ALL too predictably, Trinidad and Tobago’s World Cup campaign has come to a sad and ragged end. Being eliminated in the very first round of the competition was a first for the Soca Warriors in a long time. That their exit came against the lowly Bahamas team was salt in the wound for a team which, in 2006, had won global admiration as the smallest country ever to make it into the World Cup finals.
Mercifully, there was some balm yesterday for heart-broken sports fans from swimmer Dylan Carter who had a super weekend in the Mare Nostrum Tour in Barcelona, Spain, the high point of which was the gold medal in the men’s 50m backstroke final.
Where the national senior men’s football team goes from this point is anyone’s guess, given the byzantine nature of football administration with its streak of contentiousness from top to bottom.
As expected, Saturday’s defeat has unleashed an orgy of finger-pointing and recrimination that has engulfed the coach, the players, the Normalisation Committee that now runs the Trinidad and Tobago Football Federation, previous football administrators, and even the Commissioner of Police. The number of mistakes made along the way to the team’s sorry end in Bahamas has created enough blame to go around.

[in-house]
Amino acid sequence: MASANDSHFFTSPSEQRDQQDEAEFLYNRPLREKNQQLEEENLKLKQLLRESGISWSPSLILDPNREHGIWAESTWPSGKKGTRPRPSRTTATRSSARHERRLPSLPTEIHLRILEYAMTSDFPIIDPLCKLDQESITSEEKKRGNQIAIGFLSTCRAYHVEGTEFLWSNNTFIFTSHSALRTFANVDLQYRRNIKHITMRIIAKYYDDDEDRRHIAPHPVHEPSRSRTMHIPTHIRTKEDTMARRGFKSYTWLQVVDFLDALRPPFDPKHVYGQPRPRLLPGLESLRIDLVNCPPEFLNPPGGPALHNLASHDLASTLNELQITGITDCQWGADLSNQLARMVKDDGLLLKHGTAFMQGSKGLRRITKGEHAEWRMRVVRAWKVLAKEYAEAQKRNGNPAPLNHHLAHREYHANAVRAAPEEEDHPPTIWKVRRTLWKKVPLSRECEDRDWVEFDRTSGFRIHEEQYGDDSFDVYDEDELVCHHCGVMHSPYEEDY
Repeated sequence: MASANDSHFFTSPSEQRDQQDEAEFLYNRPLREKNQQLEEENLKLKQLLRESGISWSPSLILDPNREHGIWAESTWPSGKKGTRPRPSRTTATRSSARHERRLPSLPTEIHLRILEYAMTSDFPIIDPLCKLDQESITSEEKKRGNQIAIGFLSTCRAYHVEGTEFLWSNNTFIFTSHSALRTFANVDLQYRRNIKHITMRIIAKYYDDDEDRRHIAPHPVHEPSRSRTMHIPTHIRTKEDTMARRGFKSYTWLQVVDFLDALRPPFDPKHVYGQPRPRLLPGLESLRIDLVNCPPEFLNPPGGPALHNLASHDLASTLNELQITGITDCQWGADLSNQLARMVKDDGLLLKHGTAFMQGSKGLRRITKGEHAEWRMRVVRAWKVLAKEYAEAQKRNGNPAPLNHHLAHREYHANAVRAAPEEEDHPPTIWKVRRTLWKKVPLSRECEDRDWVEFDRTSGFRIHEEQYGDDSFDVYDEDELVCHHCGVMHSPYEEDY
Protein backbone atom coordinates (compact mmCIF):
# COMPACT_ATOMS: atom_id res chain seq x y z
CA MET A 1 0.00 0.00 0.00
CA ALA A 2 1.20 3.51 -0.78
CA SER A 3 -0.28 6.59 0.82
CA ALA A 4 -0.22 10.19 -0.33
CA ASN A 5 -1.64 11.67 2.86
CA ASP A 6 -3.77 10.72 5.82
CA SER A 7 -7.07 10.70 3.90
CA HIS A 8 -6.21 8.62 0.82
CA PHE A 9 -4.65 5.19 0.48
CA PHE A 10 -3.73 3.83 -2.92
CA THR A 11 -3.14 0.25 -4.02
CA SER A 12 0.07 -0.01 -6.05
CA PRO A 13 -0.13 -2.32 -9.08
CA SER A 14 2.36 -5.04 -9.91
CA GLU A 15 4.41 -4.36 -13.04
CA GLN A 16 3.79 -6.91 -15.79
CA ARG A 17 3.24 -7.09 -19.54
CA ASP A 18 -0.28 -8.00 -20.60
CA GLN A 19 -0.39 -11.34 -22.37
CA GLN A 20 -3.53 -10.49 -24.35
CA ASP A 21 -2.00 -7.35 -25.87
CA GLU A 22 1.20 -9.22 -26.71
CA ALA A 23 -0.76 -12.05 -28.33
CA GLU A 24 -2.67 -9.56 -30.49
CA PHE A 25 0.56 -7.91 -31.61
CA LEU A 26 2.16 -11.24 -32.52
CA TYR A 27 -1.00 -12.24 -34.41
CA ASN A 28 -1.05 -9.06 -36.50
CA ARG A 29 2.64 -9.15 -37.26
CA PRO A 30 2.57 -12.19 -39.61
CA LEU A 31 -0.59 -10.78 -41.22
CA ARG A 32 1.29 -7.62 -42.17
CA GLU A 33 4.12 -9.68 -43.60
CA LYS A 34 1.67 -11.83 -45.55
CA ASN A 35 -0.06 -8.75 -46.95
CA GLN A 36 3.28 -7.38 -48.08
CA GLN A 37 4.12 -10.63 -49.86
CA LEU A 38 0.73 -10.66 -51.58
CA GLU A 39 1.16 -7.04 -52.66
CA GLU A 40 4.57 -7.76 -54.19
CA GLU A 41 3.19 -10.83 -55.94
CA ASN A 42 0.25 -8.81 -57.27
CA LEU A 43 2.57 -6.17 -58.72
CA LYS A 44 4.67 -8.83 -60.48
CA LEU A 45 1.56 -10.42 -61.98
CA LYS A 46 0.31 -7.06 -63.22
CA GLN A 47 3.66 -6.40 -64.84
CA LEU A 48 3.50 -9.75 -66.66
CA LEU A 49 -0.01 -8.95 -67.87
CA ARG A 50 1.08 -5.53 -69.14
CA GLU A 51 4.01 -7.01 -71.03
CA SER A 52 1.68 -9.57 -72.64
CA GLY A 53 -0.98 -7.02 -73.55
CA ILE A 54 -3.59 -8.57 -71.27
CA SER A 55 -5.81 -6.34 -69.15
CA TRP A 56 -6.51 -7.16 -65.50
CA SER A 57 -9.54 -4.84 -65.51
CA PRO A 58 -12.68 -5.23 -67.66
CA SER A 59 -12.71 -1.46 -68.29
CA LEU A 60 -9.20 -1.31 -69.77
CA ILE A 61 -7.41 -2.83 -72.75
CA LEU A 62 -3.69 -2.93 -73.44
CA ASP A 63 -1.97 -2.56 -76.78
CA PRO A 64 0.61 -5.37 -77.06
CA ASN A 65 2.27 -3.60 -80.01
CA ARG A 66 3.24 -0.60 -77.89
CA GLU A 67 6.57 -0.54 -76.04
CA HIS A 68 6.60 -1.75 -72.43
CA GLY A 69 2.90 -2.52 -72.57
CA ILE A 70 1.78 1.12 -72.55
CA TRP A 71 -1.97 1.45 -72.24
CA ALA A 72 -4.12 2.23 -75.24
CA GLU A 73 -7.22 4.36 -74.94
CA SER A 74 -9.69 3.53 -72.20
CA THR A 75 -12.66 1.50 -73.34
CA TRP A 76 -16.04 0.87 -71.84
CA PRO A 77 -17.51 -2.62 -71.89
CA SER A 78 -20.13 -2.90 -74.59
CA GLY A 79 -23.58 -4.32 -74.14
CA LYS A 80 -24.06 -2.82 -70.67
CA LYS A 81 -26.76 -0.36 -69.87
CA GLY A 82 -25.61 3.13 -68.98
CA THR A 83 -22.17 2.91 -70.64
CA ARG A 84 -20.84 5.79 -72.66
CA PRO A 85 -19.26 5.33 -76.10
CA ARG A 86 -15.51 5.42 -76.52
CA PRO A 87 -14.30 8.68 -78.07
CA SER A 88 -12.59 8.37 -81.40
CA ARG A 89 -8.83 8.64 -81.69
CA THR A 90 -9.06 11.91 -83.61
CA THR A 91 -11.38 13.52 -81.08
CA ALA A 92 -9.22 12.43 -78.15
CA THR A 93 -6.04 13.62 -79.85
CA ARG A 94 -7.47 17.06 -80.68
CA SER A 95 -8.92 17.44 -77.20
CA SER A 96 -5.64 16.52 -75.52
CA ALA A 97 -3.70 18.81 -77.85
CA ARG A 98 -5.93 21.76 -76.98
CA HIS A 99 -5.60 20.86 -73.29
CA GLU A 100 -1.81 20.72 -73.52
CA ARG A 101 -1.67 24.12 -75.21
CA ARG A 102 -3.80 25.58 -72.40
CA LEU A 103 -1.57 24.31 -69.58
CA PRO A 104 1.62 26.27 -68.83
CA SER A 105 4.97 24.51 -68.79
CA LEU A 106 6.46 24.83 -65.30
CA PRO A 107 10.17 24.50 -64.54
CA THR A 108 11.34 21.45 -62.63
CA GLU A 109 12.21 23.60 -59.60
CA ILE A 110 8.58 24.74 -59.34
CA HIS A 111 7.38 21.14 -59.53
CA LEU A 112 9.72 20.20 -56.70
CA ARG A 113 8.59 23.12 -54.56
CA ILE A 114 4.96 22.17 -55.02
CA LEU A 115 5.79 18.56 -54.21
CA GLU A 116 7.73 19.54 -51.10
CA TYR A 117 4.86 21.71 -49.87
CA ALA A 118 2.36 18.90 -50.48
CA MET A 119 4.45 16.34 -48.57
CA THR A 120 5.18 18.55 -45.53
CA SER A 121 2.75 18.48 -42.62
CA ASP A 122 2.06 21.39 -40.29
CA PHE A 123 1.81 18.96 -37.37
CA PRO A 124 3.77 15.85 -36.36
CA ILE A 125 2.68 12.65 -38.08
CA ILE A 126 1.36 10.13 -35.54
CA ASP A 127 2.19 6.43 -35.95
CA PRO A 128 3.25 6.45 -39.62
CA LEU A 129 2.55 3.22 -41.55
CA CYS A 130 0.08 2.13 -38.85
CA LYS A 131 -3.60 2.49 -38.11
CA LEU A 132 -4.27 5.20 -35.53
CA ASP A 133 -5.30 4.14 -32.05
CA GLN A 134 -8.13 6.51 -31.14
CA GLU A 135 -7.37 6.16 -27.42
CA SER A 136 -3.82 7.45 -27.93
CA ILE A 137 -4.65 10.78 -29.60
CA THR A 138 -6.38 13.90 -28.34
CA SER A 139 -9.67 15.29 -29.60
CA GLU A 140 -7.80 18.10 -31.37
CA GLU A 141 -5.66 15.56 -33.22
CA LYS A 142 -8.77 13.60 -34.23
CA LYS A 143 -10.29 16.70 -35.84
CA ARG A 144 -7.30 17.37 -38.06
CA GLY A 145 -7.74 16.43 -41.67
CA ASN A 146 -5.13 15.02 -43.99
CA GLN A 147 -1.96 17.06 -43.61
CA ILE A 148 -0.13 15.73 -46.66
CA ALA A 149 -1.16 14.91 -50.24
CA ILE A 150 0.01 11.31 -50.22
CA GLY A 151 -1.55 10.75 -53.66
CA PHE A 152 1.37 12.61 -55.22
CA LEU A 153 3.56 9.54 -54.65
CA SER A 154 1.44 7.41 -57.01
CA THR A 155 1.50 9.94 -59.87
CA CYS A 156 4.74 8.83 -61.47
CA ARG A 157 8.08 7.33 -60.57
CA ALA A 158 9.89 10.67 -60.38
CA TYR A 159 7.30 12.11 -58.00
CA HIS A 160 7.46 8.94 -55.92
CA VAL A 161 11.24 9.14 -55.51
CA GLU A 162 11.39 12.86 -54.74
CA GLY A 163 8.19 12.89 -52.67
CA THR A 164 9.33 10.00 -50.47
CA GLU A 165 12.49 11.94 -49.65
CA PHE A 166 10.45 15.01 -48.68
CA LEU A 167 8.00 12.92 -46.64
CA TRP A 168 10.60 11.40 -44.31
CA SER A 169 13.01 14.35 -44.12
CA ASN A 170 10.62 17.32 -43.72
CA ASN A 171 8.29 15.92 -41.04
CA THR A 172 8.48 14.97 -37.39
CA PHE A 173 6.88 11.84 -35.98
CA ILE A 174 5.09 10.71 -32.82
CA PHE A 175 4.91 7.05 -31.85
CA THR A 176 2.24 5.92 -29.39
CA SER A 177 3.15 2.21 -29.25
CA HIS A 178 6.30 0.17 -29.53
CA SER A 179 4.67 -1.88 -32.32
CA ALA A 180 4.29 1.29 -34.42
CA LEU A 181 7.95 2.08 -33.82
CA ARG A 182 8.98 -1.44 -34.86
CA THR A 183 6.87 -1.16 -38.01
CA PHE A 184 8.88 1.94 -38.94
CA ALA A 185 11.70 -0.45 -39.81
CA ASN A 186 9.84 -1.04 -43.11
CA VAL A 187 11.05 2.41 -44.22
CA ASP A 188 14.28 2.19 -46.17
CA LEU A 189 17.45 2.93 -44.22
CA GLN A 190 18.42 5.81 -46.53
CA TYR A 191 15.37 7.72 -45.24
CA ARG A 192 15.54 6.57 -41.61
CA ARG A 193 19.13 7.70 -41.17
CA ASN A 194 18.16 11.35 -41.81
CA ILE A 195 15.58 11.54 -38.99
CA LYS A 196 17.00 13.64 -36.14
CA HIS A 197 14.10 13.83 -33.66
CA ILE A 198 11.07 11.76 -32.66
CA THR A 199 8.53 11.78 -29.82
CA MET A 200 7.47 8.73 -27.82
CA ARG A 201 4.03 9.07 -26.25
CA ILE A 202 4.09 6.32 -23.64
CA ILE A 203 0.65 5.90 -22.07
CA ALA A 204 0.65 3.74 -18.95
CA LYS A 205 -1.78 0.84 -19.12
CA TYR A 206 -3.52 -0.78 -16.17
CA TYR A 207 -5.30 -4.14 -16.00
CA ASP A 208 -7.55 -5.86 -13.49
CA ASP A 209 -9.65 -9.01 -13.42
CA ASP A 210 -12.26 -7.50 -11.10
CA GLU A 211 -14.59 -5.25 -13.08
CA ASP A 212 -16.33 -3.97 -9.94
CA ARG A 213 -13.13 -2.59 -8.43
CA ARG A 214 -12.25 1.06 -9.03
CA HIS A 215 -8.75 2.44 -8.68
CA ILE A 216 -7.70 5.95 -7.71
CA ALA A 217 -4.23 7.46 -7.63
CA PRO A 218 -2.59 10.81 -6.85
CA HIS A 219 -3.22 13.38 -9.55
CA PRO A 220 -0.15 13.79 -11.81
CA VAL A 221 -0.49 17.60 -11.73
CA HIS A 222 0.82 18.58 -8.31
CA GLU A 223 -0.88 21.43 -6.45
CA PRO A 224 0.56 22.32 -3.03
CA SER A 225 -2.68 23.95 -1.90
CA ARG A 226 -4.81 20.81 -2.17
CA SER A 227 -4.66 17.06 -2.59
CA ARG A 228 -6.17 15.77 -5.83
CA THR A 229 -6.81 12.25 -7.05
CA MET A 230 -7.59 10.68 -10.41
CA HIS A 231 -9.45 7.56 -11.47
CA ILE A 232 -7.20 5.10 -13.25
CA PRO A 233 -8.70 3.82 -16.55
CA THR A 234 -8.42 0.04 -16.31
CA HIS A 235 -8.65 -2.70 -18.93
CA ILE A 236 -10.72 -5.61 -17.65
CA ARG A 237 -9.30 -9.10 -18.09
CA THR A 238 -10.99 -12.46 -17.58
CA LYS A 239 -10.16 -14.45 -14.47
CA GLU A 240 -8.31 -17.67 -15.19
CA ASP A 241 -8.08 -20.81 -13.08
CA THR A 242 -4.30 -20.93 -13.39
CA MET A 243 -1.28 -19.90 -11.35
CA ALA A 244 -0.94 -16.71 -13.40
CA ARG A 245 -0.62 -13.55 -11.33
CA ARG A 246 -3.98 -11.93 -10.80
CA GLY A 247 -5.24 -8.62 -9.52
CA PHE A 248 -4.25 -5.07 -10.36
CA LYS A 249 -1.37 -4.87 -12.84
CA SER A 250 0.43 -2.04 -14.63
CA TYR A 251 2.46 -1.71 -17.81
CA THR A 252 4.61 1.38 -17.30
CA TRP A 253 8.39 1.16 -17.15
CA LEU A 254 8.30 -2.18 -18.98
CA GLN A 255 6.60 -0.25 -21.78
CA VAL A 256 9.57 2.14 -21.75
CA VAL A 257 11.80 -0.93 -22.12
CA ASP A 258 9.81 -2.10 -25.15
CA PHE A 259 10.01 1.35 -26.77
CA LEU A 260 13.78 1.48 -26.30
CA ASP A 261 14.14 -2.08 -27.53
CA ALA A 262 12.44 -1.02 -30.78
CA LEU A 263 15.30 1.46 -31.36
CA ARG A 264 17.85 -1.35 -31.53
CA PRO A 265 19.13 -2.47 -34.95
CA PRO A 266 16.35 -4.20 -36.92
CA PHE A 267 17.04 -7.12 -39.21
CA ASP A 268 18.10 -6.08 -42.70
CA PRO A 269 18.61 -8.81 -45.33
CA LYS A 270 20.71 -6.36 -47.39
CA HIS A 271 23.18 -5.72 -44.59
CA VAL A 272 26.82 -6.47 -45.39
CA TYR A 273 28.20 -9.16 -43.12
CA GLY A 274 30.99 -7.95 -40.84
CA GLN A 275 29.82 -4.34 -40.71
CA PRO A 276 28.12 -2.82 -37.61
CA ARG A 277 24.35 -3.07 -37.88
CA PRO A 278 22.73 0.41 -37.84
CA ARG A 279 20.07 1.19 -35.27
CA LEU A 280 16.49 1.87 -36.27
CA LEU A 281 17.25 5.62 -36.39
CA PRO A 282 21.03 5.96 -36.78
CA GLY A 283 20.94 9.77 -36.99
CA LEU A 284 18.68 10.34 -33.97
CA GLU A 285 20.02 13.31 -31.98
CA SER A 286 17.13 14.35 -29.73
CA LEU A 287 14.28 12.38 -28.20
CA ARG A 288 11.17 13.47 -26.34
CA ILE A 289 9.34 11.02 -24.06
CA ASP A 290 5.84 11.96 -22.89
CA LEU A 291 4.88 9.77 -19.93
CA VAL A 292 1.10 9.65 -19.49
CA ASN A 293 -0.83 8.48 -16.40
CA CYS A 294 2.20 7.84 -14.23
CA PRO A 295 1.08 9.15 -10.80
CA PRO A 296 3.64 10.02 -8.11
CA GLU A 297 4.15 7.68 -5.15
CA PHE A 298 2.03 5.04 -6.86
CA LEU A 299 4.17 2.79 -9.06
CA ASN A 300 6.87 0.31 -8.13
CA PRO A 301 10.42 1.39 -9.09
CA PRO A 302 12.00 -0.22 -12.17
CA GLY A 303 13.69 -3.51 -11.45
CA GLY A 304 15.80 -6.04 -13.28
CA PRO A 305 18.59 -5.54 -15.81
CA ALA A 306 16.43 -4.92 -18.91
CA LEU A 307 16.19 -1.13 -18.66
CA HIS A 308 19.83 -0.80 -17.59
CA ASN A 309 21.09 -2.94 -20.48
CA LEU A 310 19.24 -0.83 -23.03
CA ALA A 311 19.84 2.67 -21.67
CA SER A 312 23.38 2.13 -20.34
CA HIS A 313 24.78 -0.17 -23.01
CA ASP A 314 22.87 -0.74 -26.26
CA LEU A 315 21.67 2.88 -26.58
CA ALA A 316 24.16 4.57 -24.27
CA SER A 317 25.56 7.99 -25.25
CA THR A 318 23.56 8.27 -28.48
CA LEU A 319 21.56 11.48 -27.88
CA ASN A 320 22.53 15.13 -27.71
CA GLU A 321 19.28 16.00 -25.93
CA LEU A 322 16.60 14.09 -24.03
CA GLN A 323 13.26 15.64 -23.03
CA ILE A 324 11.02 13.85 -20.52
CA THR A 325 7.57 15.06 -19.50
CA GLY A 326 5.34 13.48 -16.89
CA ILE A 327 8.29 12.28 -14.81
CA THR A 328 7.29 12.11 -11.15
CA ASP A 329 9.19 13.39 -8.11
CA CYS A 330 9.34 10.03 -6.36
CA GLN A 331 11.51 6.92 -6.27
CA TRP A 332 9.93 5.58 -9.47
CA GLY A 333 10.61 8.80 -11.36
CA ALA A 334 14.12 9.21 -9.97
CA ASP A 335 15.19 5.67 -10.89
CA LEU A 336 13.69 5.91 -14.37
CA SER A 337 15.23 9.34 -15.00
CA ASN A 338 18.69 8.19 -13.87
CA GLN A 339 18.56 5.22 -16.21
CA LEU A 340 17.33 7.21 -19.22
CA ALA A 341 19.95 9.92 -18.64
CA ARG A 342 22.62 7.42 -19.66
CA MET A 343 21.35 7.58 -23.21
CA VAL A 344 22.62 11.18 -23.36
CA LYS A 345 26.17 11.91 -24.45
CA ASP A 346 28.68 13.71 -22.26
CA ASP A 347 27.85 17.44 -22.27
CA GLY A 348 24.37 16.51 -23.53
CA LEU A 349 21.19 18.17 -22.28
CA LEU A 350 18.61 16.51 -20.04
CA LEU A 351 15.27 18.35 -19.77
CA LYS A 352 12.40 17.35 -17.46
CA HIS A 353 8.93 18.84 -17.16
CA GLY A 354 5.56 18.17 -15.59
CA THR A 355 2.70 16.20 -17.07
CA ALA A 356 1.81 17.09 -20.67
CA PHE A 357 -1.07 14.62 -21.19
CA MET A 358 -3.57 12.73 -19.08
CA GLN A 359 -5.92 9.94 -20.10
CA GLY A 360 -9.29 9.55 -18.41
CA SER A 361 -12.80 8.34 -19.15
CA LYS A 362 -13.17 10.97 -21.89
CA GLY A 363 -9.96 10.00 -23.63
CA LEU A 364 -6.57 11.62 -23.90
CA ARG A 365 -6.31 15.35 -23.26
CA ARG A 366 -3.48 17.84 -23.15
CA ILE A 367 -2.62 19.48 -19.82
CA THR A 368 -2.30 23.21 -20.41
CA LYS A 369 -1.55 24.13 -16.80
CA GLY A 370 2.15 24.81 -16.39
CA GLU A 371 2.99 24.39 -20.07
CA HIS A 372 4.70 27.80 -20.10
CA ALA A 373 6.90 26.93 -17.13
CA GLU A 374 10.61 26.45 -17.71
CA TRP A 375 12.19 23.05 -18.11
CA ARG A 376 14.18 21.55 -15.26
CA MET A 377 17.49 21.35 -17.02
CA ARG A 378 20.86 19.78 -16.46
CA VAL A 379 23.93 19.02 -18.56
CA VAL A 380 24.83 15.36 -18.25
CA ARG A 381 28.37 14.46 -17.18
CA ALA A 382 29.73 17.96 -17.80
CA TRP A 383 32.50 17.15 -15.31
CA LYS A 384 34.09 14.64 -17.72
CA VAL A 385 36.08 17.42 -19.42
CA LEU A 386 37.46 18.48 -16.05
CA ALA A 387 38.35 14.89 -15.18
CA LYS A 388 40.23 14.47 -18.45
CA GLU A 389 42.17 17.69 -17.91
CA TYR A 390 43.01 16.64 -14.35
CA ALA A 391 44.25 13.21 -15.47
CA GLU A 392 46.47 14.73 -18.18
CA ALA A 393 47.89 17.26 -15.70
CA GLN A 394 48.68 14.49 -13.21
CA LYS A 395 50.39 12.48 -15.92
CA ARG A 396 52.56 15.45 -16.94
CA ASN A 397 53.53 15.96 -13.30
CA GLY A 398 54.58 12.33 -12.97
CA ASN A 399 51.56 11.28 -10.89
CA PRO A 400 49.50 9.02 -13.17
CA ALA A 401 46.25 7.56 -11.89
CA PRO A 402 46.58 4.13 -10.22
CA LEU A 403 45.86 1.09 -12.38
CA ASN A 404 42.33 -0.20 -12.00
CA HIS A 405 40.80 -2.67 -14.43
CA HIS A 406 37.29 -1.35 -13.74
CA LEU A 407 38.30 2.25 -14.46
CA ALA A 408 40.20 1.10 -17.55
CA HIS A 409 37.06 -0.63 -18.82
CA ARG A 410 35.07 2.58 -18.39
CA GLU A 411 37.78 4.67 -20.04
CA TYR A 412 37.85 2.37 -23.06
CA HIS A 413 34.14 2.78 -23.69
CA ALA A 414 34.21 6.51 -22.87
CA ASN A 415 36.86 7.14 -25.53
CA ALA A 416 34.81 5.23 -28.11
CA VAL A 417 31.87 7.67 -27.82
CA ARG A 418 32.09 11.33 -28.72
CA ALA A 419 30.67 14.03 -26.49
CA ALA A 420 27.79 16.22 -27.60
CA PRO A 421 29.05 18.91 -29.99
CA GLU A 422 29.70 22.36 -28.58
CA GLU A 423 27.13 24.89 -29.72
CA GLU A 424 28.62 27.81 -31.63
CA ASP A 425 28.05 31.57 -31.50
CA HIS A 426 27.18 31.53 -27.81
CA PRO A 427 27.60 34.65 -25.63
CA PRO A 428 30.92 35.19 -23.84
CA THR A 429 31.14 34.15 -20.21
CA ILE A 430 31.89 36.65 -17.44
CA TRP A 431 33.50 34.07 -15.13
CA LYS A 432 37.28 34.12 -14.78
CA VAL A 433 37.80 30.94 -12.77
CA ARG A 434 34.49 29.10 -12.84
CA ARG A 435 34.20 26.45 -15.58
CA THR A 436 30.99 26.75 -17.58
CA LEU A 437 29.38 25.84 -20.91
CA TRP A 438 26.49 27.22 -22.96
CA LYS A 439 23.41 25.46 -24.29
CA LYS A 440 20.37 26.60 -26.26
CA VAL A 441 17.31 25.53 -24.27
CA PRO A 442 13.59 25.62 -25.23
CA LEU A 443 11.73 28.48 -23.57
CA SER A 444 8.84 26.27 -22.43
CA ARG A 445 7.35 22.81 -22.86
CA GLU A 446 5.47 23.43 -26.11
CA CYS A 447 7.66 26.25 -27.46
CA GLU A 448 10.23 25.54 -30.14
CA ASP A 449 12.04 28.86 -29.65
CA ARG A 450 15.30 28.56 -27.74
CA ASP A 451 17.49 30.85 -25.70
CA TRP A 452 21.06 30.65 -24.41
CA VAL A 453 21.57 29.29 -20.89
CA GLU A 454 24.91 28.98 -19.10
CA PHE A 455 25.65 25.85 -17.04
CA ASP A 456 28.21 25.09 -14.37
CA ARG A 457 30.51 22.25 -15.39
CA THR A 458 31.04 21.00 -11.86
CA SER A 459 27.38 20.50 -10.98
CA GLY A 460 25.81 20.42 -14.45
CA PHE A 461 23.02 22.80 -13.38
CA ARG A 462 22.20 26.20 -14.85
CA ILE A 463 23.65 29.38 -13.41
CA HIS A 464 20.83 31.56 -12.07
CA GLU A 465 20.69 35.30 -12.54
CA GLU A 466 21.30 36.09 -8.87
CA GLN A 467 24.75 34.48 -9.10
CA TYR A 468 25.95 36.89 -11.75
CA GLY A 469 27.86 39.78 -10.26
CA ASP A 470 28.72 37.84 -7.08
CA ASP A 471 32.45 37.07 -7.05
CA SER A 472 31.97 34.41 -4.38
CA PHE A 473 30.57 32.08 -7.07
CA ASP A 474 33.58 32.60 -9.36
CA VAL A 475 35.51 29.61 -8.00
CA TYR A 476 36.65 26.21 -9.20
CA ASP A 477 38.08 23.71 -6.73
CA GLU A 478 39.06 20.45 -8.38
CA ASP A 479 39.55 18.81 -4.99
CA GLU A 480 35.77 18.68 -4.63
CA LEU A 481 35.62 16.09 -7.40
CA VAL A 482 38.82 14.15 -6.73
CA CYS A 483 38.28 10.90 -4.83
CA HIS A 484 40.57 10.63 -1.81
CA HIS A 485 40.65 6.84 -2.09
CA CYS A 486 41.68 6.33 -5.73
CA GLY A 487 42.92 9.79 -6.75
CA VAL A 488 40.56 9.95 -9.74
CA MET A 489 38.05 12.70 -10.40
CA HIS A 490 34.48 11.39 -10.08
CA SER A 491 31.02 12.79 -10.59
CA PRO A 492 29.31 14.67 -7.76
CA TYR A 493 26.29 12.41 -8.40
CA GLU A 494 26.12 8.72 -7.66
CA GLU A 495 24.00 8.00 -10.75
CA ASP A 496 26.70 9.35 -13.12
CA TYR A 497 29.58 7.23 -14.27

However, in focusing on the team’s current failure there is the risk of missing the forest for the trees.
The problem with T&T’s football is bigger than that of the competence of coach Fenwick, the skill of the players or the quality of management provided by the Normalisation Committee under chairman Robert Hadad, or indeed any combination of the multiplicity of interests surrounding the Trinidad and Tobago Football Association (TTFA). There is a deep rot in T&T’s football that predates all of the current personalities and until that is addressed there is little chance of putting our football back on the road to victory.
A full decade after the end of the Jack Warner era, T&T’s football is still to emerge from under the dominant shadow that he cast over the country’s football in the 48 years that he led the Trinidad and Tobago Football Federation (TTFF). We do not need to go into the details of his colourful and controversial career to make the point about his extraordinary approach to leadership in developing football in this country and the wider Caribbean. His style came out of an era of highly individualistic leadership which, in time, ran up against the current of democratised leadership with its requirement for accountability and transparency.
In navigating the future beyond Warner, the TTFA needed to engage a process of transformation and re-invent itself as a modern institution. However, despite talking the talk, successor administrations have fallen far short of this with each collapsing over issues of transparency and accountability. The sport is dominated by unending squabble among administrators which has relegated the game of football and the players to the margins. What happened in the Bahamas on Saturday was the inevitable consequence of years of administrative failures.
T&T’s football is in need of a fresh start based on a structure grounded in community and school football and built on principles of democratic representation. It’s time to shift the goalpost on the conversation.
SOURCE: T&T Express